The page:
Armor is the 'health' or 'hitpoints' of each asset, besides BA. When damaged, armor is destroyed or blown off. Each asset has a different amount of armor on each of its different parts. Each part, or 'component', has it's own value that is tracked separately from each other. Each component can be singled out for damage by aiming at specific hitboxes that are visible on the asset. For example, by aiming and shooting at the turret of a tank, the tank's turret armor can be damaged. By reducing the armor of a single component to zero, it is usually destroyed. There are typically other consequences associated with this like destroyed weapons, reduced maneuverability, or death.
See Stats for asset armor values.
Excepting the legs, when the armor of a 'Mech component reaches zero, that component is destroyed. Legs function slightly differently; they have internal structure values tied to them. As this structure is damaged, the 'Mech will suffer heavily reduced mobility and turning rates. Once the internal structure of a leg reaches zero the leg is effectively destroyed, causing the 'Mech to fall over. Due to the way 'Mechs are implemented in MWLL and the limitations of CryEngine, once one leg is destroyed, the other can no longer be hit.
All mechs in MWLL have a head, center torso, left torso, right torso, back torso, left arm, right arm, left leg, and a right leg. Some mechs also have externals. Externals are treated more or less like extra arms on the mech, but only aim along with other torso mounted weapons. Externals don't gain the benefit of being able to shoot at wider angles like mech arms.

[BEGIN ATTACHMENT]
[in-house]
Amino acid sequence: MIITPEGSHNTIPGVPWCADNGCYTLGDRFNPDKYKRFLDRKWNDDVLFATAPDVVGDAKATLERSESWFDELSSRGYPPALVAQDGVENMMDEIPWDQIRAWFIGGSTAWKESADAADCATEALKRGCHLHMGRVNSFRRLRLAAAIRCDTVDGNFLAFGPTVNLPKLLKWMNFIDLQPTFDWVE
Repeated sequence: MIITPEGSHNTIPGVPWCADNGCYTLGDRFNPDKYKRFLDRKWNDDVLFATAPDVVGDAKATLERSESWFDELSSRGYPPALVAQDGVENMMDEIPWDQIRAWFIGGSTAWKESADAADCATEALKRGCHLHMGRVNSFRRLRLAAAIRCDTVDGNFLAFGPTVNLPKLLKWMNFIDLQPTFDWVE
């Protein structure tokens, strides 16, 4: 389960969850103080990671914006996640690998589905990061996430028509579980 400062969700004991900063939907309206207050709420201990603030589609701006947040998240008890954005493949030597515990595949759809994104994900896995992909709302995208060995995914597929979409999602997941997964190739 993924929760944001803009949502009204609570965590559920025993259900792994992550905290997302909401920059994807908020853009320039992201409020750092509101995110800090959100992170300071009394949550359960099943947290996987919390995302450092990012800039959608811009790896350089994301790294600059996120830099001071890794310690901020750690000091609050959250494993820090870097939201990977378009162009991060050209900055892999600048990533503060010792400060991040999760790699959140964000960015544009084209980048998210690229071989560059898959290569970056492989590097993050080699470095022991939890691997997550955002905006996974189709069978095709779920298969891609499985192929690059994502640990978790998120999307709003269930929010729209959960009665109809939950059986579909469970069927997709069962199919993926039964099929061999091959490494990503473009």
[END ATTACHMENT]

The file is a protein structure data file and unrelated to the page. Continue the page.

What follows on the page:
Some 'Mechs like the Solitaire, Chimera and Hollander II have asymmetrical armor distribution to protect their main weapon(s) or easier-to-hit side torso. This extra protection does not come for free: their other side torso is always less armored and can be destroyed more easily.
Shooting a destroyed side torso will cause the damage to transfer to the centre torso. The amount of damage transferred depends on what engine the 'Mech has; Inner Sphere XLs suffer double damage, Clan XLs take 66% more, while 'Mechs with Standard (Std.) engines like the Atlas do not suffer any multiplier. Regardless of chassis asymmetry, or mounting an Inner Sphere XL, Clan XL, or Std. Engine- you will always have to chew through more hit points to destroy the Center Torso when going through a Side Torso, barring the clever utilization of splash damage weapons. While they're a slower route, side torsos can be harder to defend by twisting, and often hold vital weaponry that will become disabled on destruction.
If the rear torso is heavily damaged or destroyed, damage transfers to the centre torso with a x3 multiplier and the 'Mech loses half its maximum speed as well as some heat dissipation. This reflects the engine damage that can be dealt and also makes shooting the backs of 'Mechs much more effective.
Not to be confused with base defenses, the turret for every almost every vehicle is a heavily armored component and is typically the location where most or all of the vehicle's weapons are mounted. The Front panel will typically have the most armor of the panels, followed by either Left or Right panels having moderate armor, and the Back panel having the least armor. While it is quicker to focus fire on a weaker side or back panel, competent tank and hover pilots will rotate their chassis to hide their damaged panels as they wear out. While the turret is the most armored component, no amount of rotating can hide its visibility.